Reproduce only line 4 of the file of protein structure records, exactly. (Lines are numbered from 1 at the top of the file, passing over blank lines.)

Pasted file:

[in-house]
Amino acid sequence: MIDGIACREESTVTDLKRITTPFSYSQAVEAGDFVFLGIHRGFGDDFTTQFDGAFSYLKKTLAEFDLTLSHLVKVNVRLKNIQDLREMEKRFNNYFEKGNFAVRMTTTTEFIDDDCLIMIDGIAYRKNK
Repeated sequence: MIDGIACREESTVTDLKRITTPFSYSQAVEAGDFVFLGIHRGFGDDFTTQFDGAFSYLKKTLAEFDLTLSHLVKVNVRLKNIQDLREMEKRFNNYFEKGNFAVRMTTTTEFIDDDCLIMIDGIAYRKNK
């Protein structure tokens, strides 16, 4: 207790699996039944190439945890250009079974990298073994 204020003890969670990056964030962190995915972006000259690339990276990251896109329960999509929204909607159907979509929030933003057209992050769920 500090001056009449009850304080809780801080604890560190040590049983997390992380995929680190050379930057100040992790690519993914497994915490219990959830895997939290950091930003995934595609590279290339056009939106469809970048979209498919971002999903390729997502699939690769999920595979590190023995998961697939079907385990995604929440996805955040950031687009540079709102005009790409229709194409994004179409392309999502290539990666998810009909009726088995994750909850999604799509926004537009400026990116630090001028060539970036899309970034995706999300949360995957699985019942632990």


């Protein structure tokens, strides 16, 4: 207790699996039944190439945890250009079974990298073994 204020003890969670990056964030962190995915972006000259690339990276990251896109329960999509929204909607159907979509929030933003057209992050769920 500090001056009449009850304080809780801080604890560190040590049983997390992380995929680190050379930057100040992790690519993914497994915490219990959830895997939290950091930003995934595609590279290339056009939106469809970048979209498919971002999903390729997502699939690769999920595979590190023995998961697939079907385990995604929440996805955040950031687009540079709102005009790409229709194409994004179409392309999502290539990666998810009909009726088995994750909850999604799509926004537009400026990116630090001028060539970036899309970034995706999300949360995957699985019942632990």